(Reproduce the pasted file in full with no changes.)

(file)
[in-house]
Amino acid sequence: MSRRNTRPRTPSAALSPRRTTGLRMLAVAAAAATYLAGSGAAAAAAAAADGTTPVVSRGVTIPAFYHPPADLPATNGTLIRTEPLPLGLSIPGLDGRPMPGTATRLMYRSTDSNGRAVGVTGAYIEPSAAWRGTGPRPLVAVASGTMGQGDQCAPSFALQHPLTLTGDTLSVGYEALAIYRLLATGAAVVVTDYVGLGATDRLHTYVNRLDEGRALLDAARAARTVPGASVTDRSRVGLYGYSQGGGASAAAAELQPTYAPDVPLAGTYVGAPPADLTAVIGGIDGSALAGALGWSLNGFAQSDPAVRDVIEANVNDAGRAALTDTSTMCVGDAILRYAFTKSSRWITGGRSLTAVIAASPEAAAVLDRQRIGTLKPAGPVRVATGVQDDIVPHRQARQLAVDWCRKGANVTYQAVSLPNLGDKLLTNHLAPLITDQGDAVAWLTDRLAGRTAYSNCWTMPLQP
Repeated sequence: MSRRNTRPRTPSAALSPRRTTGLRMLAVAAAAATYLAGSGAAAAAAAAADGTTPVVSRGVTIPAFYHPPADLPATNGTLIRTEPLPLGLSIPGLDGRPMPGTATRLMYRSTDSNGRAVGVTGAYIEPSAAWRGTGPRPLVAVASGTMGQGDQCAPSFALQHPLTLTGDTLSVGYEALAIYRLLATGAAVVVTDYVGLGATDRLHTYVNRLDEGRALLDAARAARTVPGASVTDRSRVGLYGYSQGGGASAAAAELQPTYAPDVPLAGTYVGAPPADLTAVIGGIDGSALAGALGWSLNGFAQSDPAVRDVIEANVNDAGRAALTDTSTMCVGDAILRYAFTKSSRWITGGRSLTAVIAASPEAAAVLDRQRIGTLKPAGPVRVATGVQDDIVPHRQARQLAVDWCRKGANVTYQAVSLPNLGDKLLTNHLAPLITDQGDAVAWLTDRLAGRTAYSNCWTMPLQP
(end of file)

[in-house]
Amino acid sequence: MSRRNTRPRTPSAALSPRRTTGLRMLAVAAAAATYLAGSGAAAAAAAAADGTTPVVSRGVTIPAFYHPPADLPATNGTLIRTEPLPLGLSIPGLDGRPMPGTATRLMYRSTDSNGRAVGVTGAYIEPSAAWRGTGPRPLVAVASGTMGQGDQCAPSFALQHPLTLTGDTLSVGYEALAIYRLLATGAAVVVTDYVGLGATDRLHTYVNRLDEGRALLDAARAARTVPGASVTDRSRVGLYGYSQGGGASAAAAELQPTYAPDVPLAGTYVGAPPADLTAVIGGIDGSALAGALGWSLNGFAQSDPAVRDVIEANVNDAGRAALTDTSTMCVGDAILRYAFTKSSRWITGGRSLTAVIAASPEAAAVLDRQRIGTLKPAGPVRVATGVQDDIVPHRQARQLAVDWCRKGANVTYQAVSLPNLGDKLLTNHLAPLITDQGDAVAWLTDRLAGRTAYSNCWTMPLQP
Repeated sequence: MSRRNTRPRTPSAALSPRRTTGLRMLAVAAAAATYLAGSGAAAAAAAAADGTTPVVSRGVTIPAFYHPPADLPATNGTLIRTEPLPLGLSIPGLDGRPMPGTATRLMYRSTDSNGRAVGVTGAYIEPSAAWRGTGPRPLVAVASGTMGQGDQCAPSFALQHPLTLTGDTLSVGYEALAIYRLLATGAAVVVTDYVGLGATDRLHTYVNRLDEGRALLDAARAARTVPGASVTDRSRVGLYGYSQGGGASAAAAELQPTYAPDVPLAGTYVGAPPADLTAVIGGIDGSALAGALGWSLNGFAQSDPAVRDVIEANVNDAGRAALTDTSTMCVGDAILRYAFTKSSRWITGGRSLTAVIAASPEAAAVLDRQRIGTLKPAGPVRVATGVQDDIVPHRQARQLAVDWCRKGANVTYQAVSLPNLGDKLLTNHLAPLITDQGDAVAWLTDRLAGRTAYSNCWTMPLQP